When asked about her views on vaccine mandates, Moncrieff doubled down. “I believed and still believe that forcing people to take a vaccine that was not well tested… that would have minimal benefits for many of the people taking it, and very importantly, has not been shown to reduce transmission, was not ethically justified,” she tells Rolling Stone. (Vaccines have been widely shown to reduce transmission of some variants as well as the risk of hospitalization and severe illness from Covid-19.)
On at least one occasion, she inaccurately connected severe Covid-19 symptoms to antidepressant or antipsychotic use (in fact, data from an observational study suggests that taking SSRIs may actually reduce a person’s risk of dying from Covid). When asked for further evidence to support this view, Moncrieff demurred, saying, “I have not been following this story recently, so can’t give you any more recent information on this.”
In speaking about the dangers of SSRIs, Moncrieff has dabbled in the same vein of light conspiratorial thinking that characterizes her views on vaccines. “I have been asked whether I think this is evidence of a conspiracy by drug companies to suppress evidence of the dangers of their products,” she wrote in a 2016 post on SSRIs, suicidality, and aggression. “It may be, but it is also evidence of a more systemic failing.” She then goes on to question whether Big Pharma may play a role in covering up potential side effects, writing: “Why the reluctance to investigate this matter properly? Financial conflicts of interest is one answer.” She also wrote that “[o]ther factors include psychiatrists’ professional insecurity, and doctors’ perceived need to have something to offer the people who queue up daily in the hope of a remedy for their distress.”
Even critics of the paper believe that the meat of the conclusions it draws — i.e., that the serotonin hypothesis is potentially inaccurate — is reasonable.
While Aftab may believe it is not an accident that the paper was embraced by the right, Moncrieff is somewhat perturbed by the segment of the U.S. media currently championing her research. “I am perplexed at why this story has been taken up by the right-wing media more than the left,” she says. She believes that treating mental illness with medication constitutes “inappropriately medicalising distress and thereby obscuring the effects of social injustice, poverty, inequality, racism, child abuse etc, [which] should be a major concern for the left.”
Ultimately, even critics of the paper believe that the meat of the conclusions it draws — i.e., that the serotonin hypothesis is potentially inaccurate — is reasonable, if not somewhat well-trod territory. Their real issue is whether those with preexisting views that all pharmaceuticals are inherently bad, or who deny the existence of mental illness in general, may use it to further their own ends. Aftab places the blame on a long-promoted narrative about depression and mental illness that he classifies as “quite impoverished.”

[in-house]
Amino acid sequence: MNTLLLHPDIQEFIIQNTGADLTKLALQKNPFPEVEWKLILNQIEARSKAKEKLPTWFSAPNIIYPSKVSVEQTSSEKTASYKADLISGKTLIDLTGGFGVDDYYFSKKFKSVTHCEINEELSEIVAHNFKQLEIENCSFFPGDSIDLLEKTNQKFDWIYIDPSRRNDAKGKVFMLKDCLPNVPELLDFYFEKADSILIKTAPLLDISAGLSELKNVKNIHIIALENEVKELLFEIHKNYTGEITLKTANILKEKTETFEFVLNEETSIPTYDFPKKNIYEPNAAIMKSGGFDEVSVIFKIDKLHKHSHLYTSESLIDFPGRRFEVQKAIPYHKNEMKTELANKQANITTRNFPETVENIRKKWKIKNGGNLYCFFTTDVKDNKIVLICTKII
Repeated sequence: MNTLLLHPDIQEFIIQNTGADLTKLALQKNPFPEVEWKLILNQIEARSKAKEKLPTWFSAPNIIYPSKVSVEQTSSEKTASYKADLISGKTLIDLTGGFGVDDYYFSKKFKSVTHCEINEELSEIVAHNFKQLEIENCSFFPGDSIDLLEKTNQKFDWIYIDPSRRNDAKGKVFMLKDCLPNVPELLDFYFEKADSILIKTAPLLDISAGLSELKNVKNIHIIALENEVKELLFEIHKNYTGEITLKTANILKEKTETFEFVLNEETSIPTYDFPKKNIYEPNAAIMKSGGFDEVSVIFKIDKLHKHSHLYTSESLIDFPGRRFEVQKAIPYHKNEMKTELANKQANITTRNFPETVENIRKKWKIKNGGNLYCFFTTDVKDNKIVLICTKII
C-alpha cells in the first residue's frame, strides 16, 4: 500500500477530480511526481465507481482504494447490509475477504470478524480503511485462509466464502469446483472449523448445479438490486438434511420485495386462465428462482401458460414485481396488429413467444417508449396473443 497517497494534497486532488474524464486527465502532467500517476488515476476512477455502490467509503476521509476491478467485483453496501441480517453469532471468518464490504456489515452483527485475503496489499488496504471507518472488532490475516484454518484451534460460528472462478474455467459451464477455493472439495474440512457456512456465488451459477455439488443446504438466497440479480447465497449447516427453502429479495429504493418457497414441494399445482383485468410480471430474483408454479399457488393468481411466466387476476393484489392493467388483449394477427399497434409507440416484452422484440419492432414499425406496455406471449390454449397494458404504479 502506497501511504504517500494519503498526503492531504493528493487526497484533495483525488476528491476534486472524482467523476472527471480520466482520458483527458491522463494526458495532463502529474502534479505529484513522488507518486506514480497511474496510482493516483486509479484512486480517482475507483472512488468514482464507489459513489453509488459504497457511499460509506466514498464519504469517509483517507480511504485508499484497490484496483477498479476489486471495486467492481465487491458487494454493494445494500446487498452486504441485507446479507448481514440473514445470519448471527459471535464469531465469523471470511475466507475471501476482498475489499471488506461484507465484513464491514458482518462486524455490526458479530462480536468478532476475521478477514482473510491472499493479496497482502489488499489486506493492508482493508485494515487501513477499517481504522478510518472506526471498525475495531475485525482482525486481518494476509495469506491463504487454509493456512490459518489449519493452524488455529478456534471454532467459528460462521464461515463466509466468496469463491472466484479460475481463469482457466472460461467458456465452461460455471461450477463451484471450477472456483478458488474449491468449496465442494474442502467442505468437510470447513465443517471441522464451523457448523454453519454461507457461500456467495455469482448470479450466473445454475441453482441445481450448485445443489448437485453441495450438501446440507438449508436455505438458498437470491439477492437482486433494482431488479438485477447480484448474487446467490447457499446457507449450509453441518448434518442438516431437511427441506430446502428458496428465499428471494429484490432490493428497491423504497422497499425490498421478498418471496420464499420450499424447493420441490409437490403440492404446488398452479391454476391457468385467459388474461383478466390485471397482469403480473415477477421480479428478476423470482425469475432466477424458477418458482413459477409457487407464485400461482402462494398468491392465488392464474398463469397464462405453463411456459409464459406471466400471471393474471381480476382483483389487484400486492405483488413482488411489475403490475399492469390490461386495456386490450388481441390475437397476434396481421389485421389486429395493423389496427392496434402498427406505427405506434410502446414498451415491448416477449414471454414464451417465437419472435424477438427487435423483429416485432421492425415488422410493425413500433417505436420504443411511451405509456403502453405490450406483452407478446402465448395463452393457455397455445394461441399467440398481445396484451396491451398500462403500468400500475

“People have heard myriad buzzwords about chemical balance, serotonin deficiency, or talk about brain disorders. That’s the message that has been coming from medical and psychiatric associations, which has been linked to this idea about medications correcting chemical imbalance,” Aftab says. “When most people think of depression, they think in these terms — there’s some sort of chemical imbalance and the medication is correcting it. But the scientific reality has been very removed from this commonplace understanding. Things are much more complex and messy.” Still, Aftab believes the onus also lies with the study authors, to some degree, for “playing on this public perception that these questions of serotonin imbalance causing depression and SSRI efficacy are linked,” he says, adding, “so it’s sort of a sneaky hit job.”
To read Moncrieff’s paper and conclude that antidepressants do not work, as many on the right have, is the wrong message to take away from the study. “[The paper] doesn’t undermine the efficacy of antidepressants for those people for whom they work,” says Comaty. “But we just don’t know the biochemical theory of depression.” Such ambiguity may be unwelcome to those looking for definitive answers one way or the other about SSRIs. Uncertainty is an inevitable aspect of the scientific process, Comaty says, and one that should be welcomed rather than cited as evidence of psychiatric medication’s uselessness, as some on the right have done.
“People should expect there will be many more of these types of these articles which theoretically debunk what has previously been understood,” says Comaty. “But that isn’t the takeaway. As we learn more about mental illness, yeah, things will change. If what we once believed is no longer tenable, then yeah, we’ll move along and come up with a new one. I don’t see this as a bad thing. I see this as the process of scientific inquiry.”